Early Morning in the Alley

With the threat of thunderstorms for the afternoon I thought it wise to try to get my weekend shooting done early this morning. I had initially planned on sticking close to home and shooting a roll of HP5 and Fomapan 100. I really had no detailed idea on what I wanted to shoot (do I really ever?) but I knew, in a nutshell, that I wanted it to be closeup and I wanted it “urban”. Not that I needed a break from nature, but sometimes it’s good to mix things up.

Nikon F4 | Ilford HP5+ | D23

With it being 7 a.m. I decided to go with the HP5 first. Set the F4 ASA setting for 400 (mainly out of habit) and also set the Sekonic L-358 to 400 as well. It was my full intention of using this session as also a hand metering practice session. Lately I’ve been relying on the meter in the F4 for most of my shots. Which isn’t really a bad thing. The meter in the F4 is great and I trust it implicitly, provided I use it properly. Nearly every roll I’ve shot with the F4 in the last month as utilized the built-in meter, and this is why I felt the need to use the L-358. Truth be told, I need more experience with the Pentax Spot meter. That will be happening very soon. Sadly, after carefully metering each scene and transferring the setting from the meter to the camera for nearly the entire roll, I discovered that I had neglected to place the camera in Manual mode. How does this happen? Easy if it’s early on a Saturday morning and you’ve only had 1/4 cup of coffee. Lesson learned though. Don’t become complacent about checking camera settings before shooting.

Nikon F4 | Ilford HP5+ | D23

I grabbed the F4 (loaded with HP5 now) and Tamron 35-80 f/2.8 Macro and my smaller camera bag containing the 55mm Micro and 50mm f/1.4 and the roll of Fomapan 100 and piled into the car and headed to McDonald’s for my customary cup of “shooting coffee”. Sitting in line gave me time to think about what I wanted to shoot. I knew I didn’t want to go out of town. I would leave that for Sunday mornings when there is less traffic and the World is quieter. The thing that popped into my head was to shoot closeup/macro shots in the alley in town that I shoot in the most.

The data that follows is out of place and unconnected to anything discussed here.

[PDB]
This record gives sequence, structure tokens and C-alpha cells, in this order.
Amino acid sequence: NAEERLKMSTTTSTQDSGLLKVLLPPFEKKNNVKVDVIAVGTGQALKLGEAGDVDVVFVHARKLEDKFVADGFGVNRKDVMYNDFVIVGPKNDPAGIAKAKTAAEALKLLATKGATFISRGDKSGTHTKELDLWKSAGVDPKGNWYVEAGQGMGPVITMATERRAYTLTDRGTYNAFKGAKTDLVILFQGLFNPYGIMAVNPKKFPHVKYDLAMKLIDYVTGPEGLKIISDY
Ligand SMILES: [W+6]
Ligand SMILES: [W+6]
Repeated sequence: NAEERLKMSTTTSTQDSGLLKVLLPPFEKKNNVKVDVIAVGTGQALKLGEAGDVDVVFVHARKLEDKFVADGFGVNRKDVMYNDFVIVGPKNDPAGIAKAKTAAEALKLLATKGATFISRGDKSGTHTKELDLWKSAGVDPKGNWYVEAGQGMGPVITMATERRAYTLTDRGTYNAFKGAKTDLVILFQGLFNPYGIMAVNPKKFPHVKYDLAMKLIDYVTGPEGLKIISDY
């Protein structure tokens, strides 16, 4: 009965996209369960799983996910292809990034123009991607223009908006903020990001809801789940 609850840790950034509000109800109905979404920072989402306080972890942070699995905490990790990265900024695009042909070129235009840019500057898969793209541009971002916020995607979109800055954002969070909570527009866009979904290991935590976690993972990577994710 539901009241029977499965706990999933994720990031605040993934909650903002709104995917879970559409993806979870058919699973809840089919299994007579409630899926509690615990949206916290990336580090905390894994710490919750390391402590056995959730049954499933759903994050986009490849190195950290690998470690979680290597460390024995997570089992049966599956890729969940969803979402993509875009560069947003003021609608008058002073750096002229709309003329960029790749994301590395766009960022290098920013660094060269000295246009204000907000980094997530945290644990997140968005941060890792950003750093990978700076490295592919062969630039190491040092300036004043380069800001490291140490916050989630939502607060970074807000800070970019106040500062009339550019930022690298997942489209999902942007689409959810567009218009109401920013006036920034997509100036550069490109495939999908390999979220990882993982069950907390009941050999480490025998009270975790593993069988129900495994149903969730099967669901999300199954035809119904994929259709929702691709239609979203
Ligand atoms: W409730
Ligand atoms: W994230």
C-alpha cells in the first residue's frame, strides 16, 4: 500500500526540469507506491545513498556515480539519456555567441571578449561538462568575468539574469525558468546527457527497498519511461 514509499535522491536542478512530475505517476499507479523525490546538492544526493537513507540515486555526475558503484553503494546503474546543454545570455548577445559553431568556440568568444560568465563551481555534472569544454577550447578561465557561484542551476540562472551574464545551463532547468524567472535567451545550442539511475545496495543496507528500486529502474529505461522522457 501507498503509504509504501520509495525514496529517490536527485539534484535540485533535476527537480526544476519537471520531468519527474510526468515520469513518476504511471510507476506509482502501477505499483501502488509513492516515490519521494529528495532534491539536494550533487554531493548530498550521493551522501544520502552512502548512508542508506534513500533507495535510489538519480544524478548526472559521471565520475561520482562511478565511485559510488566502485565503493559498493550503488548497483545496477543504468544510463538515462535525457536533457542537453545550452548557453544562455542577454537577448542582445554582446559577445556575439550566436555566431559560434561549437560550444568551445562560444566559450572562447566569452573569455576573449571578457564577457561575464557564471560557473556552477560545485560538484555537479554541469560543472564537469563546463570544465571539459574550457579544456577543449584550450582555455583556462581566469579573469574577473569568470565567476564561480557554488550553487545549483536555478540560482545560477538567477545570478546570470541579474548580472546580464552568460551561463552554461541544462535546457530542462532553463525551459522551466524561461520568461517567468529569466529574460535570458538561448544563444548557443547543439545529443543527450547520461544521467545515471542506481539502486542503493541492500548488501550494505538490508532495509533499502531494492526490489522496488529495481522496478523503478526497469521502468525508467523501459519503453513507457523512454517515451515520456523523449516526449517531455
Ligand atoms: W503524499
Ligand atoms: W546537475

Nikon F4 | Ilford HP5+ | D23

As you can see, I didn’t stick to just closeups. Which is fine, I’m not usually shooting with strict subject requirements. Normally I have a general idea of what I want but will also shoot whatever else presents itself to me

When it came time to decide how to develop the roll, my full intention was to use Pyrocat HD since there were buildings and closeups of brick detail. I thought that maybe Pyrocat would handle it superbly. However, when I got to roll loaded in the tank I couldn’t keep from grabbing the D23. I honestly believe that I am addicted to this developer. What it does in terms of sharpness, tonality and grain treatment completely satisfies the film nerd in me. And more-so with each roll as I replenish. Development was for 7:30 minutes at 68F (20C) with continuous agitation for the first minute and 5 seconds every minute (approx. 4 turns on the twizzle stick) for the remainder of the development time. Fixing was done in TF-2 by inspection, total time was roughly 3 minutes.

Nikon F4 | Ilford HP5+ | D23

Nikon F4 | Ilford HP5+ | D23

Nikon F4 | Ilford HP5+ | D23

As you can see, I couldn’t pass up using the last frame on the roll on my trusty tree. This was shot with the 55mm Micro instead of the Tamron. Over all I am happy with the roll. I’m not too happy with myself for overlooking placing the camera in Manual mode, but I have addressed this issue with myself and I have assured myself that that mistake won’t be made again.

I hope you’ve enjoyed this sampling of the images I captured on my trip down the alley this morning. If you have any questions or comments please feel free to leave them in the comments below or even by email.

God Bless and Happy Shooting!

2 thoughts on “Early Morning in the Alley

Add yours

  1. Hi Tom.
    Me again. I have a Sekonic L508 zoom master. From time to time I forget to change the position of the incident or reflected light selector and have measured the reflected light with the selector in incident light. 🤪

    A very good lens for macro photography (and portraits too) is the Tamron Adaptall SP 90mm f2.8 1: 2 (52B or 52BB).

    Nice photos.
    Greetings Juan.

  2. Greetings!

    The Tamron 90mm is one that I have wanted for many years but never purchased. From my understanding, it is one sharp lens. But so is the Nikkor 55mm that I currently use.

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